Big thanks to Big Blue and to those students at Hamilton High for getting a starter today.
Yesterday, we explained a little bit about the United Nations General Assembly, it's annual meeting that's happening this week in New York City.
Leaders and representatives from around the world have come to the United Nations headquarters.
They all get to make speeches to the General Assembly about issues they think deserve the U.N.'s attention.
President Obama spoke yesterday morning.
This is part of a president's role as America's chief diplomat, speaking on behalf of the country about international issues.
President Obama talked about the civil war in Syria, the recent economic struggles in the U.S. and overseas.
He also focused on Iran.
In yesterday's show we discussed the decades of tension between the U.S. and Iran.
In his speech, President Obama talked about the possibility of the countries finding common ground.
The roadblocks may prove to be too great.
But I firmly believe the diplomatic path must be tested.
From all the status quo we'll only deepen Iran' isolation.
Iran's genuine commitment to go down a different path will be good for the region and the world.
And we'll help the Iranian people meet their extraordinary potential in commerce, in culture, in science and education.
Here are five things to know about a possible U.S. government shutdown.
Number one, it's up to Congress and the president to work this out.
Congress has the job of passing spending bills that fund the U.S. government.
And the president signs those bills in the law.
The government's financial year starts now next week, that's why the deadline is October 1st.
Two, President Obama's health care reform law: the Affordable Care Act or Obamacare factors in.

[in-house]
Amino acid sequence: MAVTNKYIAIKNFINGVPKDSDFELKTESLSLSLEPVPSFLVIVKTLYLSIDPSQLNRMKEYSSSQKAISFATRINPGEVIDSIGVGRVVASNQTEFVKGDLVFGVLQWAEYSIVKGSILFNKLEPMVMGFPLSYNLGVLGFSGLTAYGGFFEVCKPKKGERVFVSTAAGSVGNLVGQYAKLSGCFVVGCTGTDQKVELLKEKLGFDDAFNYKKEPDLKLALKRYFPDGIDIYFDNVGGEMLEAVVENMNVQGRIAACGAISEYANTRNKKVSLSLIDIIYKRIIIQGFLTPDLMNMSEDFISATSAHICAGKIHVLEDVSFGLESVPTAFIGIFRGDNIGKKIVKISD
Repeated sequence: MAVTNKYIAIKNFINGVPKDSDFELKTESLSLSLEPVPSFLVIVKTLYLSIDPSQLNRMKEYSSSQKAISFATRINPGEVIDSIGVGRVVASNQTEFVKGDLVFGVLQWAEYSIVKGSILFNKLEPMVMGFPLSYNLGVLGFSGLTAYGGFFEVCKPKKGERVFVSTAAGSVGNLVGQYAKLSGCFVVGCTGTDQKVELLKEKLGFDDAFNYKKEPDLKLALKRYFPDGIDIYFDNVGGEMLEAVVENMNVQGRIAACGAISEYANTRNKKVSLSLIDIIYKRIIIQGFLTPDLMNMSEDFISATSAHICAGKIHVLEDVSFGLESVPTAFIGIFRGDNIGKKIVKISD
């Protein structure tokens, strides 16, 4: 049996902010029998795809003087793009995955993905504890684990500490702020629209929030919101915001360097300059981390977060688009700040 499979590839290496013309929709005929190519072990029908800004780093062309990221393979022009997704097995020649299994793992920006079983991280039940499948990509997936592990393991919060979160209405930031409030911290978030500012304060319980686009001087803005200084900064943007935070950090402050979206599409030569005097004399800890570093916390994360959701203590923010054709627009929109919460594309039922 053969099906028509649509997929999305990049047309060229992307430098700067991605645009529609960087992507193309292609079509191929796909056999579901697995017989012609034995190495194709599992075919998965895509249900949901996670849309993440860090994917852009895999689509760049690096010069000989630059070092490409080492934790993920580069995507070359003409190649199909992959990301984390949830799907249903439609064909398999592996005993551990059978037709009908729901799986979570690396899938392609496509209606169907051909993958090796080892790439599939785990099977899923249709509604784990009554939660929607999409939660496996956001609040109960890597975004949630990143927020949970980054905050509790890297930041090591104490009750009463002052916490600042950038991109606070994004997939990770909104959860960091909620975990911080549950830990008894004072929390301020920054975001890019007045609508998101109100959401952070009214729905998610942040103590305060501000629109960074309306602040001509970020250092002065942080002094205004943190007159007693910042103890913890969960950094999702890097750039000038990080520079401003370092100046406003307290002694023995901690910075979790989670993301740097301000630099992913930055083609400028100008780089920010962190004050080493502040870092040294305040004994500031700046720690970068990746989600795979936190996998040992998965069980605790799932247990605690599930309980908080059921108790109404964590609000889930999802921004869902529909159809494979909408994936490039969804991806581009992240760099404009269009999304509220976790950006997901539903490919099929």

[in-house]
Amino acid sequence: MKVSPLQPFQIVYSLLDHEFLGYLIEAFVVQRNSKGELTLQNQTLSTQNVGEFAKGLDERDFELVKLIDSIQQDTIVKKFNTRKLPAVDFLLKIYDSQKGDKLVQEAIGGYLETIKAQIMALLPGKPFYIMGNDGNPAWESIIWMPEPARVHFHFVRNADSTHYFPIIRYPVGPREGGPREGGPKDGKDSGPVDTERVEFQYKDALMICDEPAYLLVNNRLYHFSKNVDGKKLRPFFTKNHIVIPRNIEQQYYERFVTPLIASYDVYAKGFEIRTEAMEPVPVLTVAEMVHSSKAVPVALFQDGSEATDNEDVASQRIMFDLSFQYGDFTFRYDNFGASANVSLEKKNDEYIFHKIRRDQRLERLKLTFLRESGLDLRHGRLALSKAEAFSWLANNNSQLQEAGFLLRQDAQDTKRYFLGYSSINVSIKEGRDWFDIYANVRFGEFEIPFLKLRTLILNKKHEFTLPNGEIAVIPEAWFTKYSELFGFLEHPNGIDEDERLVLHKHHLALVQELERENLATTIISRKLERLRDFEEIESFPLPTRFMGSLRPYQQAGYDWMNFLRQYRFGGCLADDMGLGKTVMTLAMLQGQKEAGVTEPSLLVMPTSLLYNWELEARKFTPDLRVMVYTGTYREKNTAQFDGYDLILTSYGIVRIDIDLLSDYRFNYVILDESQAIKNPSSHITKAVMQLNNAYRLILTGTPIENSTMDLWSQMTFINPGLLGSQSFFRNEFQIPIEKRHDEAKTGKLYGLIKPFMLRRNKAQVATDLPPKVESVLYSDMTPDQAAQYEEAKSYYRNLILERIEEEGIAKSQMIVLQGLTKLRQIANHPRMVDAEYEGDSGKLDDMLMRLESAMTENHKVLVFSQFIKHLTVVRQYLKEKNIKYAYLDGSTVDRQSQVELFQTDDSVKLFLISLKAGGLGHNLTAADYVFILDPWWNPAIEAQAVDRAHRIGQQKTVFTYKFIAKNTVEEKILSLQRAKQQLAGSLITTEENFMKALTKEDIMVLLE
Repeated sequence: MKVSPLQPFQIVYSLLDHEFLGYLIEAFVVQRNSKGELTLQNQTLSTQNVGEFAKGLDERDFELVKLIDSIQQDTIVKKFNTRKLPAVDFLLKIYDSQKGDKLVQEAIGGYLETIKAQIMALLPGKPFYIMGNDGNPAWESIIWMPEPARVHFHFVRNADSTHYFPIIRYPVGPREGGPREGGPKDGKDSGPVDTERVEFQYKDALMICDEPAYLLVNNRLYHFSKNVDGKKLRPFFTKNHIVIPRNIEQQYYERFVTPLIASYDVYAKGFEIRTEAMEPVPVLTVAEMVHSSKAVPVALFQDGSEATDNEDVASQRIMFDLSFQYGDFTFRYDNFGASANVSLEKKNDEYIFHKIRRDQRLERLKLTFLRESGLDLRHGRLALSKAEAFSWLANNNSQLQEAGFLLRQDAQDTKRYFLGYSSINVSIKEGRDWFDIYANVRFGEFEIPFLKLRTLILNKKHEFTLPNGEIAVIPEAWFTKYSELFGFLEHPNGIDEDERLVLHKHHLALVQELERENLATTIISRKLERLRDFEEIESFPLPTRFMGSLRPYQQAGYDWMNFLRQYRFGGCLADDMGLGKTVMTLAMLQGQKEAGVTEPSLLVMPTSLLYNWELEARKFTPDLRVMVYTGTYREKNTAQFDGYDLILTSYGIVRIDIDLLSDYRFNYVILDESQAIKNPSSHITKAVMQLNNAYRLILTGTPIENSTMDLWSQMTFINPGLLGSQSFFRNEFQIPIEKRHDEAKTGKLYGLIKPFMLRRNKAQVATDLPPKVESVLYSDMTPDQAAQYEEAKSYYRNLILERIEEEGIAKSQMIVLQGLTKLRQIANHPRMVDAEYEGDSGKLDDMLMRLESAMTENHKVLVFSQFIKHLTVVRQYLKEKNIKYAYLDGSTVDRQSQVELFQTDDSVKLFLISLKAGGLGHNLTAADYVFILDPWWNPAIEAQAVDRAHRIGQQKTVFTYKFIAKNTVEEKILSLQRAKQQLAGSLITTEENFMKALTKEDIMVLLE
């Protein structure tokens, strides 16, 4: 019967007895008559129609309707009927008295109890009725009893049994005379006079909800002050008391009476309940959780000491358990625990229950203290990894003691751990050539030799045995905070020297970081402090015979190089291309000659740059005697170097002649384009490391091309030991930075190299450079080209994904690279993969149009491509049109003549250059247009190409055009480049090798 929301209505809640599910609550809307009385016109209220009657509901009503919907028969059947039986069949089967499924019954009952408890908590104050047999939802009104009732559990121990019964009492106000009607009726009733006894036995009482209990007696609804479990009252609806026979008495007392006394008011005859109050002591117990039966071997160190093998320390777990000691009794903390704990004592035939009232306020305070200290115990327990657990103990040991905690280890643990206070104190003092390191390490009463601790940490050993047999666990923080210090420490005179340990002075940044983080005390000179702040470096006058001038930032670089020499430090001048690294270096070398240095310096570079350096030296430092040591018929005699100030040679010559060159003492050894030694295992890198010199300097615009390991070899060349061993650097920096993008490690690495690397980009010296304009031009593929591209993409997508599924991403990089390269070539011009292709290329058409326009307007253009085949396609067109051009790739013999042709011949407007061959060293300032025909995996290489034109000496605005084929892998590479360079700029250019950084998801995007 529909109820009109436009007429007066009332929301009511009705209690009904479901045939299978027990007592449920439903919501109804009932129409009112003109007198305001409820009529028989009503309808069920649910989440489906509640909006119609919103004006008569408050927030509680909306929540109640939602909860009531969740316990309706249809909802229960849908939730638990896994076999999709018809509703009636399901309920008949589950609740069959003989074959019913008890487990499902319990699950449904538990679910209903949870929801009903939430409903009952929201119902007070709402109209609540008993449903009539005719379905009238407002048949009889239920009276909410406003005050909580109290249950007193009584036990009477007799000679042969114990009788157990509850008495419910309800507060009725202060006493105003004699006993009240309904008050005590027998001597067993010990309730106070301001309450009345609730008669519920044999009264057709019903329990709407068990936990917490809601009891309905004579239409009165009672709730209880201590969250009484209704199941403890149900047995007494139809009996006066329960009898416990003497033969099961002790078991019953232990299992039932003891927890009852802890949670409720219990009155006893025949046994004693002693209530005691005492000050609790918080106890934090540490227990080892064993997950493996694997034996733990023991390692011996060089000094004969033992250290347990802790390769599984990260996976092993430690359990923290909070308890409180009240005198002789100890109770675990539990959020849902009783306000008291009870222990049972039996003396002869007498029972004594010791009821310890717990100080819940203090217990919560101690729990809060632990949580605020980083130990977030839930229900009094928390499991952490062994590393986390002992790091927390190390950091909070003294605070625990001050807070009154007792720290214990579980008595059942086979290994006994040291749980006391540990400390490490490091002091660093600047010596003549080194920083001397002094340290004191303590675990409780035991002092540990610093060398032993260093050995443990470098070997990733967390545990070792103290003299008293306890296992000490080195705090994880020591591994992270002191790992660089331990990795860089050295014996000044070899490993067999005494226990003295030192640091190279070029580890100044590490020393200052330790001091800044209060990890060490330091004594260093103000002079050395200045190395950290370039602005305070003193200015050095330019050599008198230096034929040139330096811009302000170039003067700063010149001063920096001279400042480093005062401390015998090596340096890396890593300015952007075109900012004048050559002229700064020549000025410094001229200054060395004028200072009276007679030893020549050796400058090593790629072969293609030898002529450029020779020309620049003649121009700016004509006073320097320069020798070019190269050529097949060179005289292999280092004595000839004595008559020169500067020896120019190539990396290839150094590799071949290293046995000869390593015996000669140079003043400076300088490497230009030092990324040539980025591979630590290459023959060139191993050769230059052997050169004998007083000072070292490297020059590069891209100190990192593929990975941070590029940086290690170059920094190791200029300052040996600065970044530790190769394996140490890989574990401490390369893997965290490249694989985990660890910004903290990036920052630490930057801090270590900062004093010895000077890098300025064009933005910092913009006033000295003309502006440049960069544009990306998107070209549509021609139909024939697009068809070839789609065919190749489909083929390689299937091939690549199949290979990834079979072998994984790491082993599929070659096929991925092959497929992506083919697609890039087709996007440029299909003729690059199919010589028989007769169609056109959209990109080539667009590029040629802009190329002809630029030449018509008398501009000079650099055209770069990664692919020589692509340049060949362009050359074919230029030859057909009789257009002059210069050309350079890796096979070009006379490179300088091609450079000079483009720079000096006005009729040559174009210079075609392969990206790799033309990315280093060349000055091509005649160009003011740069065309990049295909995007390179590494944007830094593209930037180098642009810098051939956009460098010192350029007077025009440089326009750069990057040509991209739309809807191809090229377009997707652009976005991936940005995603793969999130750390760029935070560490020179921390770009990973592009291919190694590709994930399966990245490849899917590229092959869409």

Recent polls indicate public support for Obamacare is weakening.
The Republican-led House of Representatives has voted to fund the government, but only if the health law is defunded, effectively killed.
Neither the Democratic-led Senate nor the president will go for that.
So, someone will have to compromise on Obamacare to avoid a shutdown.
Three, this wouldn't be the first time the government has shut down.
The last two times were in the 1990s, one of them lasting 21 days.
It was the longest shutdown in American history.
Four, many Americans, though, maybe not everyone would notice.
Some government workers would be furloughed, forced to take time off without pay.
Vacation plans for millions would change because national parks and museums like the Smithsonian would be closed, and Americans wouldn't be able to get passports or certain government loans until the shutdown ended.
The government workers considered essential, the military, the FBI, air traffic control, the TSA, they'll all stay on duty.
Government medical coverage, Medicare or Medicaid would still be there for those who need it.
And you'll still get snail mail. Postal delivery wouldn't change.
Five, the economic impact.
It really depends on how long a shutdown would last: a few days likely wouldn't have much impact.
But a few weeks could make a dent in gross domestic product, and in a fragile economy, that could hurt.
An update for you now from Kenya.
We've been reporting on a terrorist attack at the shopping mall in the nation's capital city of Nairobi.
Yesterday, Kenya's president said security forces had ashamed and defeated the gunmen.
This all started on Saturday with the attack on the Westgate shopping mall.
Al Shabab said it was responsible.
This is a terrorist group based in Somalia, one of Kenya's neighboring countries.
The attack turned into a standoff.
Then yesterday, security forces said they were making final sweeps through the mall.
Kenya's president said three floors inside had collapsed, although he didn't explain what caused that.
He described the country as bloodied, but unbowed.
See if you can I.D. me.
I'm an American organization that was founded in the early 1900.
I have more than 1,000 members, mostly colleges and universities.
My president is Mark Emmert, and my headquarters is in Indianapolis.
I'm the NCAA, and I'm responsible for creating and enforcing rules for college athletics.